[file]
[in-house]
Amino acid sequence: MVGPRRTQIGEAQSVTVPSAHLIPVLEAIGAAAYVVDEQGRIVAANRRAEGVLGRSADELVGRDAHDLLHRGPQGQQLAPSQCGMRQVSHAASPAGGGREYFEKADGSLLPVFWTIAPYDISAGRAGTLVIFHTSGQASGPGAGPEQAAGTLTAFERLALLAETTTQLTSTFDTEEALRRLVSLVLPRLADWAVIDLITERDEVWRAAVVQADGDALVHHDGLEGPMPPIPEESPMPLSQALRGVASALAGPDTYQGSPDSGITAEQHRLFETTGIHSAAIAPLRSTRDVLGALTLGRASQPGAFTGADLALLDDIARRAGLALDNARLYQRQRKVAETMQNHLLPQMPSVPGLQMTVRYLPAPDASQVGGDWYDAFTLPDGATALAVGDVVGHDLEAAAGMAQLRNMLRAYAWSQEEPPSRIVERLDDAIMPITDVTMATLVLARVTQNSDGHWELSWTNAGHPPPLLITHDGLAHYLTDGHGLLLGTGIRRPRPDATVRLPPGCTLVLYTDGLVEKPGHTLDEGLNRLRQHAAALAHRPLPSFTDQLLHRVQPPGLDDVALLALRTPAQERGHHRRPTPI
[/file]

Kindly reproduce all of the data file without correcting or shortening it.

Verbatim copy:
[in-house]
Amino acid sequence: MVGPRRTQIGEAQSVTVPSAHLIPVLEAIGAAAYVVDEQGRIVAANRRAEGVLGRSADELVGRDAHDLLHRGPQGQQLAPSQCGMRQVSHAASPAGGGREYFEKADGSLLPVFWTIAPYDISAGRAGTLVIFHTSGQASGPGAGPEQAAGTLTAFERLALLAETTTQLTSTFDTEEALRRLVSLVLPRLADWAVIDLITERDEVWRAAVVQADGDALVHHDGLEGPMPPIPEESPMPLSQALRGVASALAGPDTYQGSPDSGITAEQHRLFETTGIHSAAIAPLRSTRDVLGALTLGRASQPGAFTGADLALLDDIARRAGLALDNARLYQRQRKVAETMQNHLLPQMPSVPGLQMTVRYLPAPDASQVGGDWYDAFTLPDGATALAVGDVVGHDLEAAAGMAQLRNMLRAYAWSQEEPPSRIVERLDDAIMPITDVTMATLVLARVTQNSDGHWELSWTNAGHPPPLLITHDGLAHYLTDGHGLLLGTGIRRPRPDATVRLPPGCTLVLYTDGLVEKPGHTLDEGLNRLRQHAAALAHRPLPSFTDQLLHRVQPPGLDDVALLALRTPAQERGHHRRPTPI